The sushi train (A Kaiten sushi post)

Depending on where you come from, sushi is either available everywhere, or it is a rare delicacy. In Japan, it is both.

Yes, sushi is expensive in Japan, especially in the more upwardly restaurants, but there are still less expensive options if youwant to enjoy the popular Japanese treat (which isn’t by any means the most eaten food in Japan, even though it’s available everywhere, even in convenience stores and super markets).

Conveyor belt sushi (or (“回転寿司” -> Kaitenzushi, previously mentioned in this post) is the type where you pick the sushi plates off a conveyor belt and pay at the end based on the number and the value of your plates. This type is considered a cheaper sushi option, especially with the popular all for ¥100 style shops (Yes, they have this type of shops even in restaurants. the ¥100 coin seems so popular.) Many of these shops have some special dishes that you can order for more than ¥100, but your experience can be as good without those dishes. Of course you should note that the quality and size of the sushi may vary, but the freshness is unquestionable.

Most of the places basically have seats for individuals, like a bar, but with regular height chairs. And in most cases, a touch screen panel in front of each seat.

Some shops have booths for groups, but most of time people sit right at the belt like the picture above. And the chopsticks are in that box (Which is something regular thing there. It looks like no one takes them home.)

The menu poster, various sauces, and green tea hot water tap. (and a cameo by crab salad rolls)

So, the poster behind the conveyor shows the types of sushi served in the place, with the last raw usually depicting the different colors of plates and their respective values.

The tap like thing is actually a hot water tap for making green tea (which is free) you add a small spoon of the powdered green tea, and then fill your cup with hot water.

Depending on the place, the sushi is sometimes covered with a small cover, that opens with a spring when you pull the plate.

This is a touch panel menu, where you can order side dishes or sushi that isn’t currently on the belt. It comes on another belt, and stops at your place.

Almost all conveyor sushi shops have these digital menus, since the kitchen isn’t visible in most of them (but there is one I like where you can see the chefs working from your place and it doesn’t have these screens.) You make your order, then in a couple of minutes it arrives on another belt. At this particular shop where the photo was taken, once you take that special order you have to press the green button. This screen is also used to call your check at the end of your meal.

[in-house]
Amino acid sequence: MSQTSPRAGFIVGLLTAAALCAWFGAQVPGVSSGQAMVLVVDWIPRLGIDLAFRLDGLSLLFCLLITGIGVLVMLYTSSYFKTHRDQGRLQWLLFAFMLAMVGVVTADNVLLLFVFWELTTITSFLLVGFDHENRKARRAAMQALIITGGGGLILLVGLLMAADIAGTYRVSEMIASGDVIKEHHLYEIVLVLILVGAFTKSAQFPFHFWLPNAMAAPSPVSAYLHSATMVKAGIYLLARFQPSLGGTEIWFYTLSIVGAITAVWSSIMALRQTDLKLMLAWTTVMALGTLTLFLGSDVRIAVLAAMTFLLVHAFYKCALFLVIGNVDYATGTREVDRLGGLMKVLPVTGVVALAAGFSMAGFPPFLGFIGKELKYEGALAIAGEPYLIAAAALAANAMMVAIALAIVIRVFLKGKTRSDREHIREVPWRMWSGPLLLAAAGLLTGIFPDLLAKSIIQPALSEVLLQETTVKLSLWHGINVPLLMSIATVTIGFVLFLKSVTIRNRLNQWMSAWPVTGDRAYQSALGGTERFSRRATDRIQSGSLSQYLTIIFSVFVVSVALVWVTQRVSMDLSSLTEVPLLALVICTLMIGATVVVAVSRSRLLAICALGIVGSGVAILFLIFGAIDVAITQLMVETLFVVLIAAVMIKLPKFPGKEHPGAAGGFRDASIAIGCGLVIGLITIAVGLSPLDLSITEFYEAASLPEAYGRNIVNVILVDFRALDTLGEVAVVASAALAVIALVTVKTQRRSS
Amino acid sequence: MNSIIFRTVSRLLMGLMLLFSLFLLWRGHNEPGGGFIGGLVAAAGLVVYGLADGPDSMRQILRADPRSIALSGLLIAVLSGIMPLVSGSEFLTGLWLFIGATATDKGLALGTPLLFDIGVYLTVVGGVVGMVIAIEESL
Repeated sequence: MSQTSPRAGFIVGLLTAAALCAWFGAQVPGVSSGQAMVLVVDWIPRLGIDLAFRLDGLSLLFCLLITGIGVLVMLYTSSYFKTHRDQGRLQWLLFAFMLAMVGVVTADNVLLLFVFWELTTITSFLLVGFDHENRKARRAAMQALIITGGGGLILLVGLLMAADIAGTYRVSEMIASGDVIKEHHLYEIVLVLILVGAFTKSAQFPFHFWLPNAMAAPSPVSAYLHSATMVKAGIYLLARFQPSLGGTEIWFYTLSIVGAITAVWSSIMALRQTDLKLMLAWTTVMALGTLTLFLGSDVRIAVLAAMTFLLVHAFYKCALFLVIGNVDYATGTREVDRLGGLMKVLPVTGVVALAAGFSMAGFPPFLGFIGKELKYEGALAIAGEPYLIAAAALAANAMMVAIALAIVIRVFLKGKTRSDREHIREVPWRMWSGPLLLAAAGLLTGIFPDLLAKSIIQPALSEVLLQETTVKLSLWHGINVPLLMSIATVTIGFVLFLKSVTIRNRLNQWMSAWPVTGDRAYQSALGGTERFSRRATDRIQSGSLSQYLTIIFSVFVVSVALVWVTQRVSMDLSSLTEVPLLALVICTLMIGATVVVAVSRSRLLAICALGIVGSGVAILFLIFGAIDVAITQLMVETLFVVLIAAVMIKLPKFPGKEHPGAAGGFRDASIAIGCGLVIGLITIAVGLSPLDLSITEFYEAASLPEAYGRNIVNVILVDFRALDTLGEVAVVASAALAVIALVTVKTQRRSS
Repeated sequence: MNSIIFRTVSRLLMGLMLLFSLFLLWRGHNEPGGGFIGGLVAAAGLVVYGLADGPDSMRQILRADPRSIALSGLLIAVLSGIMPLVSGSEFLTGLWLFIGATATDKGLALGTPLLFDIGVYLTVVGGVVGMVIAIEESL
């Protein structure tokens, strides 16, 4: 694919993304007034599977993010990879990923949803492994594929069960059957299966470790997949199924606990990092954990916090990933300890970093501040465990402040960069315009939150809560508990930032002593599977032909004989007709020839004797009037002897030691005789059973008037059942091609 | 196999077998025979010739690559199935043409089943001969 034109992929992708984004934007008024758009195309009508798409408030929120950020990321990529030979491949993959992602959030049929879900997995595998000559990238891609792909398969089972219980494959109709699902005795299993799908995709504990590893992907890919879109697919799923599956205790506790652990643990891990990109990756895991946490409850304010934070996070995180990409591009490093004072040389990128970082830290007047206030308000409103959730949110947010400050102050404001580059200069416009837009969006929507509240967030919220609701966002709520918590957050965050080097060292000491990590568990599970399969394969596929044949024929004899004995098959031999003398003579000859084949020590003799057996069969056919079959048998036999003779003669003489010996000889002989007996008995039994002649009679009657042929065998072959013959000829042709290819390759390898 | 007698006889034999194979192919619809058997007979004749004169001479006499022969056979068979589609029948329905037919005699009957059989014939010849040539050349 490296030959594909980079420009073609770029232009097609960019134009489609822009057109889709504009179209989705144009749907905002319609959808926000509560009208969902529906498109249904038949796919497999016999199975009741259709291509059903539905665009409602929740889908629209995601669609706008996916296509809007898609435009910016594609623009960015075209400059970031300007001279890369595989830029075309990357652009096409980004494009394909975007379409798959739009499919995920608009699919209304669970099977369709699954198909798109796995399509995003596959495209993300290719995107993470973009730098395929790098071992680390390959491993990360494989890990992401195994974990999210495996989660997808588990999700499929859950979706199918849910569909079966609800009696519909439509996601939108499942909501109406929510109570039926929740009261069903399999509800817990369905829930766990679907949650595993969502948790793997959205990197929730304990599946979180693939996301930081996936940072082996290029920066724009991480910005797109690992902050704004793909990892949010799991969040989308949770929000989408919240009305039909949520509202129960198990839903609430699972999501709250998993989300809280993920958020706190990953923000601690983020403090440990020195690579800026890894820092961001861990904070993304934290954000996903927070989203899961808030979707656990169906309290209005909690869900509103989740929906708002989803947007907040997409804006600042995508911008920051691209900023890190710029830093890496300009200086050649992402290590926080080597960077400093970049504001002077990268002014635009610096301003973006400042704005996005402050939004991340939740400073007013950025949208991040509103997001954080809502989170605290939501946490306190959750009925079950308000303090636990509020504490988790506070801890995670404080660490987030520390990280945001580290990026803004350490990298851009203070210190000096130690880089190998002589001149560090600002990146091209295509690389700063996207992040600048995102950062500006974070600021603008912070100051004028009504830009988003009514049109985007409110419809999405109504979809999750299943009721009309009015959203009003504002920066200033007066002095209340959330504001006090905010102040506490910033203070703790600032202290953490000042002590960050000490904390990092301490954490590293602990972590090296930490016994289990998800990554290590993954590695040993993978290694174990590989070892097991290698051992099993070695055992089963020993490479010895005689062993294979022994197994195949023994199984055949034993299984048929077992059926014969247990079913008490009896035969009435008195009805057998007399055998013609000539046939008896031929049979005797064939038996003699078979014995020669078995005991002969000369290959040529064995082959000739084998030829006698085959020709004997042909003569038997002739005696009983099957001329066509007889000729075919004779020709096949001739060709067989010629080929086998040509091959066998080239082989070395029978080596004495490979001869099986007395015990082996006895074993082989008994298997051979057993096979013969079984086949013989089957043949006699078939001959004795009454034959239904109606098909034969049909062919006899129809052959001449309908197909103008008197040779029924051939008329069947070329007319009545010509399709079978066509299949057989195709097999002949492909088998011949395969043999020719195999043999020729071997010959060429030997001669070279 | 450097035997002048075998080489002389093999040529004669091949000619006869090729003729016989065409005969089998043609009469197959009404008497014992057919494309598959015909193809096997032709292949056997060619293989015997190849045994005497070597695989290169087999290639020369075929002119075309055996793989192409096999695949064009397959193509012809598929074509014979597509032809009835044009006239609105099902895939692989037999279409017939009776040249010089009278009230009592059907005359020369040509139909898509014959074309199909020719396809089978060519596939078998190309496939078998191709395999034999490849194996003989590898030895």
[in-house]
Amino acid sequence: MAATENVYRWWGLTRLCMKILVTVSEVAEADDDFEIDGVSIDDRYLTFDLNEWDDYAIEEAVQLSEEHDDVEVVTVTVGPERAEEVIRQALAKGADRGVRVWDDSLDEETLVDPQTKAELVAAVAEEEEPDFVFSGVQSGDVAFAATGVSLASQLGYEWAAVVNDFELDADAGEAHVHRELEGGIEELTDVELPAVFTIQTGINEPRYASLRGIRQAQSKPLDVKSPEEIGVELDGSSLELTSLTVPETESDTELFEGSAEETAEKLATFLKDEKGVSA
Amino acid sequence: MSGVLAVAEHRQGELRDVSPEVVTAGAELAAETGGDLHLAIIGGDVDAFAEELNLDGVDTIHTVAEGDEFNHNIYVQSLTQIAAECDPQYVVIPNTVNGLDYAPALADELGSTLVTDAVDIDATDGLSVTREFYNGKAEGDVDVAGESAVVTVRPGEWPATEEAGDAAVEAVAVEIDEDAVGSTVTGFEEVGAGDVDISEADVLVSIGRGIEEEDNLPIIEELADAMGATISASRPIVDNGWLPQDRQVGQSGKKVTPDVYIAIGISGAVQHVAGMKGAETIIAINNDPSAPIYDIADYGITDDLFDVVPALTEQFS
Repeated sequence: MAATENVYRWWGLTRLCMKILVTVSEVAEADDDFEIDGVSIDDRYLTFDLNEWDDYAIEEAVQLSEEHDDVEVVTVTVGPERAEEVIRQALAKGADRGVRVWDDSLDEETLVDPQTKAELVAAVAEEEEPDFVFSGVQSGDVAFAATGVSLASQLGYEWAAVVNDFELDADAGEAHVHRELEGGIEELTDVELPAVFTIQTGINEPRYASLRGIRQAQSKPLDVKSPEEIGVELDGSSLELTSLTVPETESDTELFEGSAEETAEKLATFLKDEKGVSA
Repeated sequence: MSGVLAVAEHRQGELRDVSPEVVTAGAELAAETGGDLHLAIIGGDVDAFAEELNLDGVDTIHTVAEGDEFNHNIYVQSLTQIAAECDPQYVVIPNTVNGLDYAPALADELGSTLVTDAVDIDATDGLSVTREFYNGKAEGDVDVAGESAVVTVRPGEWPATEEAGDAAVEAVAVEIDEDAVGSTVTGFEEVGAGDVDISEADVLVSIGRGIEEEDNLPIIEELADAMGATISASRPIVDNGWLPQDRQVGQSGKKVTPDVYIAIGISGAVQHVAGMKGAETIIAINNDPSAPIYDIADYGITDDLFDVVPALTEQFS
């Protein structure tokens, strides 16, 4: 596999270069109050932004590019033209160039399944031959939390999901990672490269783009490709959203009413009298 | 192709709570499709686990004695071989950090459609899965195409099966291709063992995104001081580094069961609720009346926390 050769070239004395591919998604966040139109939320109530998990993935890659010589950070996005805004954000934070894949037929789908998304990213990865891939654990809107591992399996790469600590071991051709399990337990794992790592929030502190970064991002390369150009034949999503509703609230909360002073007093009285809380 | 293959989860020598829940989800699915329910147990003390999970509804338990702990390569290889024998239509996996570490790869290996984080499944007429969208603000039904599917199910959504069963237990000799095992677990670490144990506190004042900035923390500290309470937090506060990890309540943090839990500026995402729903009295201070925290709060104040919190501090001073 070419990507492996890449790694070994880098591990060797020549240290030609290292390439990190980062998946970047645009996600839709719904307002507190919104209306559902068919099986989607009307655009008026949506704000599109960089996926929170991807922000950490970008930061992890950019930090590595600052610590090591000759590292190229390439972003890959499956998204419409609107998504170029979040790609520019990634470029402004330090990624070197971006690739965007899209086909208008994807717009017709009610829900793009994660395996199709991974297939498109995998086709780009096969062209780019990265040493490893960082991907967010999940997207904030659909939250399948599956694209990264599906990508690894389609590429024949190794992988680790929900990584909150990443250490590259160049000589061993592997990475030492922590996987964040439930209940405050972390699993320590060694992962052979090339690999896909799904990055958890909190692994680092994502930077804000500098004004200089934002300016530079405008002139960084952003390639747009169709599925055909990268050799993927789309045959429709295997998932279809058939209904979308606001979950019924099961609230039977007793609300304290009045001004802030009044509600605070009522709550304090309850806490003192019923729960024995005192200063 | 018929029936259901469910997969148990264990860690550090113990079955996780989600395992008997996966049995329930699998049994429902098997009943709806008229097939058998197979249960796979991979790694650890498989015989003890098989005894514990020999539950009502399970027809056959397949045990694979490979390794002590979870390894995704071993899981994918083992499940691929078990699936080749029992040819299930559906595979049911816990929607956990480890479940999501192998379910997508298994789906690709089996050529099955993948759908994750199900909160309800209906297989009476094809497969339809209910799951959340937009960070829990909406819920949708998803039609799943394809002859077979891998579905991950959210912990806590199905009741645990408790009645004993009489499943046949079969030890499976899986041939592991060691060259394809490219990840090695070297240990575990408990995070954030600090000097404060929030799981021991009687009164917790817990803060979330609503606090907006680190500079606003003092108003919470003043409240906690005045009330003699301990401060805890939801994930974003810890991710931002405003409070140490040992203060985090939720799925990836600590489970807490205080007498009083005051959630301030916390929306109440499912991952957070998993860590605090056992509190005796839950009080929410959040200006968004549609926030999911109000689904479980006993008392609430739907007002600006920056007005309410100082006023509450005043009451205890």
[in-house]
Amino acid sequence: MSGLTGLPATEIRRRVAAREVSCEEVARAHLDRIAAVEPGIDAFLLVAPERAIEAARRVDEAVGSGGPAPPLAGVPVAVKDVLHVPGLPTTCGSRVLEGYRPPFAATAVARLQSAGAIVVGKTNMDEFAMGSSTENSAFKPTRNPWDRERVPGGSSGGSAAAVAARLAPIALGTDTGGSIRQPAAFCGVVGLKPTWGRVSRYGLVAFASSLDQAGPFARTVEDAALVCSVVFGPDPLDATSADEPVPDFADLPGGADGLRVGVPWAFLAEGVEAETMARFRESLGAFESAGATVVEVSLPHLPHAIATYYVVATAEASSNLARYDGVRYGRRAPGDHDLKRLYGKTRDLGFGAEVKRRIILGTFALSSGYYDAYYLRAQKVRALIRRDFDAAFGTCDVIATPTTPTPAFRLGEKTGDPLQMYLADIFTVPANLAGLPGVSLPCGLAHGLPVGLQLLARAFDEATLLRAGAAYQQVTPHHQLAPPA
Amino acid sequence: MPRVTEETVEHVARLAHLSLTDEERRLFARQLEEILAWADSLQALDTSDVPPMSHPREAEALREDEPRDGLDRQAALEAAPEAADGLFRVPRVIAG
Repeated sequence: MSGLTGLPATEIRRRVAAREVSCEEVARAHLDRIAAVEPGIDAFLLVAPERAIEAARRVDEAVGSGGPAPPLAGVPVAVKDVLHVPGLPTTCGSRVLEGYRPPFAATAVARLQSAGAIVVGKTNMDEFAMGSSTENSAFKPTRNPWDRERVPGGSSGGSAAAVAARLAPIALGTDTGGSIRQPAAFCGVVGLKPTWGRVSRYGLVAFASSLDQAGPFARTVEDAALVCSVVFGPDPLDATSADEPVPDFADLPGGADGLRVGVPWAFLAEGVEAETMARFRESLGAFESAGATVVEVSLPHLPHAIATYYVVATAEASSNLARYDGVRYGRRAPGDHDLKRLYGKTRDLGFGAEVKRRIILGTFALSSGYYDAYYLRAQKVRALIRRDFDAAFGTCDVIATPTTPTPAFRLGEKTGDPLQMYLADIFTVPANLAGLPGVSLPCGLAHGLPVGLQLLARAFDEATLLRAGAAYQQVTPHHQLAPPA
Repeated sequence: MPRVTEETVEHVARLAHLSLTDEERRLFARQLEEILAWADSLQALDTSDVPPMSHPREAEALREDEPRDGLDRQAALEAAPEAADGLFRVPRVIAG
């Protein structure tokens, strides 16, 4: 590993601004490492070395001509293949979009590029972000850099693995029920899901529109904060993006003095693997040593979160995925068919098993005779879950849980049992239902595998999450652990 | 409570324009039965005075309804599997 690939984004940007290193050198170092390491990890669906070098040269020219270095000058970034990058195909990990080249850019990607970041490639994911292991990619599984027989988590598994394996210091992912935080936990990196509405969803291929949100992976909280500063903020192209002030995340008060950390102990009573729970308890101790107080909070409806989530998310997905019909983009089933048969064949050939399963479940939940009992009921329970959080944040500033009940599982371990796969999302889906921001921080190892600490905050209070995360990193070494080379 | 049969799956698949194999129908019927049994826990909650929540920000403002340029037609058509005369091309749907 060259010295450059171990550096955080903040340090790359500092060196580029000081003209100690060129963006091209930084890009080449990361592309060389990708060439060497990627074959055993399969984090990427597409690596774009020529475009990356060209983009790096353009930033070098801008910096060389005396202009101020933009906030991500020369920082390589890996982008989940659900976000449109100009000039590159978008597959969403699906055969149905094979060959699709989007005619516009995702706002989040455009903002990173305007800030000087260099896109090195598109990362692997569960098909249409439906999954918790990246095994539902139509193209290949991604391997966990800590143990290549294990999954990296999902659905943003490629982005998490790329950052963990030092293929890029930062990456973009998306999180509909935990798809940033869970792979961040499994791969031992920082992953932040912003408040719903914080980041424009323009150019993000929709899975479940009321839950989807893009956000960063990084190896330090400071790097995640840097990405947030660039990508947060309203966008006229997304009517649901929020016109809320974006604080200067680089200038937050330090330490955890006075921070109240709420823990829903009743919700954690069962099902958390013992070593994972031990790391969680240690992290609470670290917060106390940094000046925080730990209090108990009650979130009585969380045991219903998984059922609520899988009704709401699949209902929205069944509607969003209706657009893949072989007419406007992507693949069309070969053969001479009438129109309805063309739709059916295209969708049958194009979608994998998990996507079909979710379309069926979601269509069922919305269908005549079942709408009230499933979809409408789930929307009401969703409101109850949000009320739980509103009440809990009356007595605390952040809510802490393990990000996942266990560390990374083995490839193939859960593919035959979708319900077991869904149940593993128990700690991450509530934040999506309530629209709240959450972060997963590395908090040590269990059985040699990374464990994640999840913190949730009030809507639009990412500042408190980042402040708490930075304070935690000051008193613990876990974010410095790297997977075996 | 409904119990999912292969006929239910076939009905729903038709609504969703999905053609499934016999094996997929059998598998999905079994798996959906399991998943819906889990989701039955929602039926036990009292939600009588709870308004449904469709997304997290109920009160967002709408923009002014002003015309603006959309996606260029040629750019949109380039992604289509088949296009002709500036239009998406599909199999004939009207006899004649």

Salmon Nigiri seems to be a favorite everywhere. The plates are usually made of melamine, easy to handle and stack.

At Kura Sushi, you use the opening under the white arrow (in the picture above) to dispose of your dishes, and when you press the check button at the end the number of plates appears on the screen.

My favorite, Salmon with onion and mayonnaise (because in Japan everything is better with mayonnaise)

And before the Japanese start complaining about what the other countries did to sushi, they should always remember this. Corn salad sushi. It was good though.

Of course you could still go to one of those nice sushi places if you have bucks to spare, or if you think that this isn’t a Japanese enough experience, or for whatever reason you want. But for the rest of you, this is still an amusing experience (bonus points if you like sushi)

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2 thoughts on “The sushi train (A Kaiten sushi post)

  1. I don’t think anything in Japan is better with mayonnaise. That said, everything in Japan likely HAS likely become a strange bedfellow with mayonnaise at some point…

    On a slight tangent, I wonder if the kaiten dimsum place is still open in Odaiba.

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